Q5. When did you feel a sense of achievement?

I felt accomplished when I had a great time doing hands-on work with foresters out in the field, and when my audiences were able to feel a sense of familiarity with me.

Pageant winners often seem removed from ordinary life, but this conception becomes a problem when trying to fulfill my duties as Miss Japan.

I believe that the Miss Japan Greenery for Life winner is a spokesman for the forestry industry, and I made it my mission to spread awareness on that matter during my one-year term. It was important to hear out everyone’s honest feelings, so I needed to gain their trust out in the field and become a part of them. That’s why I felt a sense of achievement when we worked hard together and laughed together, when I felt that they were open and honest to me.

I also needed to make their voices heard to the audience. No matter how eloquently I talk to people who don’t have an interest in forestry, they won’t get the message if they don’t relate with me, so I tried to emphasise how I was an average consumer just like them. I felt a sense of accomplishment when it worked and the audience was able to be frank with me.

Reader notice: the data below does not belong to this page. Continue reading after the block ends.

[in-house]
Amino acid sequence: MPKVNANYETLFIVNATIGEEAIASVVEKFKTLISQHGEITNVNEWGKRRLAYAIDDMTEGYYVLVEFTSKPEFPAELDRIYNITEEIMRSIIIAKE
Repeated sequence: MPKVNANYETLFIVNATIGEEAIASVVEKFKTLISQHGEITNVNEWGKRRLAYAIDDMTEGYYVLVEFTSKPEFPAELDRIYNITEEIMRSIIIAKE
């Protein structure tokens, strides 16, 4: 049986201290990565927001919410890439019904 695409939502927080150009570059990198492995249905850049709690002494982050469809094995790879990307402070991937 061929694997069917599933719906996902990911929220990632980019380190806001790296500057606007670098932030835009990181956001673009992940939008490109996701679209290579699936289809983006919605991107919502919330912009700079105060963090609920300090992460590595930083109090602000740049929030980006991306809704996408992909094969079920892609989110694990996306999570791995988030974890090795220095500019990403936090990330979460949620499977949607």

Q6. So it’s a contest that supports women advocating for social issues.

That’s right. Its mission is to nurture the next generation of leaders in Japan, so all sorts of people who play an important role in society participate, such as doctors, politicians, office workers, artists, and actresses.

One great thing about Miss Japan is that we usually work closely with the government to do public work. It lets the winners do activities that play on their strengths, interests, and unique characteristics. For example, I was able to speak English and always talked about my interest in international relations, so I was involved in activities that made use of those, such as speaking at the G7 Ise-Shima Summit and COP13. This year’s Greenery for Life winner is a good singer, so she holds concerts out in the forests and posts songs on the Forestry Agency’s YouTube channel. Even the same award allows for a diverse range of activities, which is quite amazing.